Beverly Blois, PhD
Hello. My name is Beverly Blois and, as your instructor, I would like to welcome you to History 242. Through your study of the history of Russia and the Soviet Union, you will meet many interesting men and women and develop a familiarity with the major events and contours of the past 150 years of Russian history. In these encounters, you will find yourself thinking--in some cases--Wow, that seems like a long time ago in a galaxy far, far away! At other times, you will think "Gee, that reminds me of something that just happened last week" or "The lessons of this event sure seem relevant today." These are historians' thoughts and judgments, and in the study of history you will actually begin to think like a historian. As your guide and assistant in this weeks ahead, I sincerely look forward to working with you.
My own interest in history came from my father, who was a great reader of history. He would read to me aloud, when I was a child, and could tell wonderful stories and, seemingly, answer just about any question concerning the past. And our home was full of books. My father should have been a historian, and I have concluded, many years later, that my own career has been in large part an attempt to in a sense remedy that situation. Most of my graduate training was in Russian and Soviet history and economics, but my PhD is in higher education administration. I have been professor of history at Northern Virginia Community College for thirty years, serving the past twelve also as an academic dean. I am proud to have designed and developed the very first Extended Learning Institute course in Western Civilization nearly 25 years ago. Some years before that, I wrote the University of North Carolina-Extension Division's course on the history of Russia since 1861. My decision, toward the end of my undergraduate studies, to pursue graduate training in the history of Russia was strongly influenced by courses in Russian history taught by the late Serge Zenkovsky of Stetson University. My commitment to Russian studies was solidified by graduate school instructors and mentors at the University of North Carolina and Duke University, including Clifford Foust, Willis Brooks, David Griffiths, Steven Rosefielde, and Vladimir Treml.
Please feel free to contact me at your convenience, using the e-mail address above (this is the best way to contact me). If you call and leave a voicemail message, please include your name, which class you are enrolled in, a telephone number where I can reach you, and a short summary of your question. If you send me an e-mail message it would also be wise to include all of this information. Apart from campus or college meetings, you can find me most of the time in the Loudoun Campus Humanities Division office, room LR 304, and I am happy to meet with you there by appointment.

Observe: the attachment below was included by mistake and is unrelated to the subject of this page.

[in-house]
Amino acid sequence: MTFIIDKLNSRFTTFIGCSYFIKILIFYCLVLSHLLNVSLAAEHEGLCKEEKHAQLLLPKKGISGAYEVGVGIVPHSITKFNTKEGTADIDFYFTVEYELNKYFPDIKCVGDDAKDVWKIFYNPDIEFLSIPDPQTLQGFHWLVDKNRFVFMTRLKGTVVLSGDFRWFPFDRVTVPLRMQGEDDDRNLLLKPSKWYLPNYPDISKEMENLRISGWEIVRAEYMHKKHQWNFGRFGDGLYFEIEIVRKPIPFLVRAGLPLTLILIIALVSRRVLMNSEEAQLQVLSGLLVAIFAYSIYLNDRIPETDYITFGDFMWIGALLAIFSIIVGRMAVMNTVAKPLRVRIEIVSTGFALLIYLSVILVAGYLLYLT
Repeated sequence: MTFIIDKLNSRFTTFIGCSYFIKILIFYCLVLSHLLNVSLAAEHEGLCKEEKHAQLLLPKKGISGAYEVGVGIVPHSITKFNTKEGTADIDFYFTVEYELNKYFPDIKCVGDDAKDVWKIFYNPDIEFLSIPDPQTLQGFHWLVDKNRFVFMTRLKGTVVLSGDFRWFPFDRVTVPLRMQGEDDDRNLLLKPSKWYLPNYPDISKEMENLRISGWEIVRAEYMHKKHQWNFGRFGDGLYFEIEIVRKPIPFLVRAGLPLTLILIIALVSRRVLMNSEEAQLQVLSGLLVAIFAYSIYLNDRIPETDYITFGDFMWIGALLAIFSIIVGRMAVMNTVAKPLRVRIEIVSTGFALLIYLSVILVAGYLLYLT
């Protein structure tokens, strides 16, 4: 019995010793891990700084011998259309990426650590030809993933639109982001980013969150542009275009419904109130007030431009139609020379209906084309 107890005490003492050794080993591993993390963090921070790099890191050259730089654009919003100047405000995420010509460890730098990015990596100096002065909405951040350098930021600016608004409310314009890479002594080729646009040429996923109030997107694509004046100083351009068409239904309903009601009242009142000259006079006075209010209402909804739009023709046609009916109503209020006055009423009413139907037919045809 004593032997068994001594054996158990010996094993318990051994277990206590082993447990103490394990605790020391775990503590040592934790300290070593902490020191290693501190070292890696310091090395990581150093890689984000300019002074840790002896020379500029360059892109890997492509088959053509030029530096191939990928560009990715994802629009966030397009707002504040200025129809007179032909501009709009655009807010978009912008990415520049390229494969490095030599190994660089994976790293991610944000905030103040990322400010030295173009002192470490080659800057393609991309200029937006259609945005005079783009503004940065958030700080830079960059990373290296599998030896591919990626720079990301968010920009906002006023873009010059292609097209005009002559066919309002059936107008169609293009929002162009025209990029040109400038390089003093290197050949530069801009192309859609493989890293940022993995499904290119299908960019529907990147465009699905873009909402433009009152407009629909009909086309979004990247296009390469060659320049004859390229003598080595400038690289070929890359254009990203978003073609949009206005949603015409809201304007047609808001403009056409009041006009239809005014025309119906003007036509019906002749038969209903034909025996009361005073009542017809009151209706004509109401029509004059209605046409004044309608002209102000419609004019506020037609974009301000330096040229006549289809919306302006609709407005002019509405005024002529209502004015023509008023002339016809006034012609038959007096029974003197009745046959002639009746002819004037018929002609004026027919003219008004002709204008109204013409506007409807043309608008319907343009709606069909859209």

There is no formal in-person orientation currently scheduled for this or any other ELI course. If you wish extra credit for the Optional ELI Orientation as explained in the course instructions, I ask that you please watch the general ELI orientation video available at all NVCC campus Learning Resources and Testing Centers (this is also available from time to time as an NVCC-TV broadcast) or review the online ELI orientation website (eli.nvcc.edu/orientation), review all course materials, and then e-mail me any questions you may have.
Please remember that it is your responsibility to keep copies of your coursework and graded assignments. You may use the HIS 242 course schedule to keep track of your grades. If you should run into any problems whatsoever at any time in the course, please contact me so we can try to work things out.
Finally, please remember to make frequent use of the materials in Charlie’s History Writing Center. This site contains materials Dr. Evans graciously makes available not only to his own students but also to you and me. Again, welcome to the course and best wishes.